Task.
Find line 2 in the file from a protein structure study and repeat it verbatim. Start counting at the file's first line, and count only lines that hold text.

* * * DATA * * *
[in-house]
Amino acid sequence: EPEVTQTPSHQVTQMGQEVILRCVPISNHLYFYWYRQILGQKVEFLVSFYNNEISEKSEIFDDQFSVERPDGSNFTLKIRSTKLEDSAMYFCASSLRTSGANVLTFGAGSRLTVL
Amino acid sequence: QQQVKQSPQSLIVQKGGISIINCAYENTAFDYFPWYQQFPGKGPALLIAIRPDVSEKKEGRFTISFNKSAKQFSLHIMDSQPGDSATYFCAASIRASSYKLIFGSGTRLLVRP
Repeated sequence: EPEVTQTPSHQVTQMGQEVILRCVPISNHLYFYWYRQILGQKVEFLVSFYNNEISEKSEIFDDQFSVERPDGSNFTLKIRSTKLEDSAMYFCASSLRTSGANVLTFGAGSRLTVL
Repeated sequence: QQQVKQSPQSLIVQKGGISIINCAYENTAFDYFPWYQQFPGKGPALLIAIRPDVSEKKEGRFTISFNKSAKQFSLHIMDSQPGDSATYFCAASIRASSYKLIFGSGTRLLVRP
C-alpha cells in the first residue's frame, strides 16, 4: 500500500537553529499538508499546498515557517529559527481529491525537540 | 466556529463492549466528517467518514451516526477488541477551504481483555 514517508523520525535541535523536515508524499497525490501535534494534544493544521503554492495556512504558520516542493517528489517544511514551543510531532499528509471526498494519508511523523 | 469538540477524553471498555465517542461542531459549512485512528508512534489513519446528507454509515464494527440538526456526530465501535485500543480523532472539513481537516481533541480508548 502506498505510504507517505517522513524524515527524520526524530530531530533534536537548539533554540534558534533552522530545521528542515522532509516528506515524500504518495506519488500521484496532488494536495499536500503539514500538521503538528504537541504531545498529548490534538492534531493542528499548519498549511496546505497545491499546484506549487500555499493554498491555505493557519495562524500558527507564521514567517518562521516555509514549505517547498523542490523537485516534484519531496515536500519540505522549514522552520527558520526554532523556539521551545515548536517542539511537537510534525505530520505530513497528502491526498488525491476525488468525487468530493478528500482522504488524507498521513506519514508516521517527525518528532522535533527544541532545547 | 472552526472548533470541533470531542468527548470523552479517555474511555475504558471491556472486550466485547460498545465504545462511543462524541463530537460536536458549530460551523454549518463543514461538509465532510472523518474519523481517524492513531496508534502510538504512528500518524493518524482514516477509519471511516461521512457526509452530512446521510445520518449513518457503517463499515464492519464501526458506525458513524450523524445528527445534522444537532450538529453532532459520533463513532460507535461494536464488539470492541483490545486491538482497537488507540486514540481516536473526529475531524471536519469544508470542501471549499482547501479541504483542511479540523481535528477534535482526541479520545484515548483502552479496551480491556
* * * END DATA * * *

Amino acid sequence: EPEVTQTPSHQVTQMGQEVILRCVPISNHLYFYWYRQILGQKVEFLVSFYNNEISEKSEIFDDQFSVERPDGSNFTLKIRSTKLEDSAMYFCASSLRTSGANVLTFGAGSRLTVL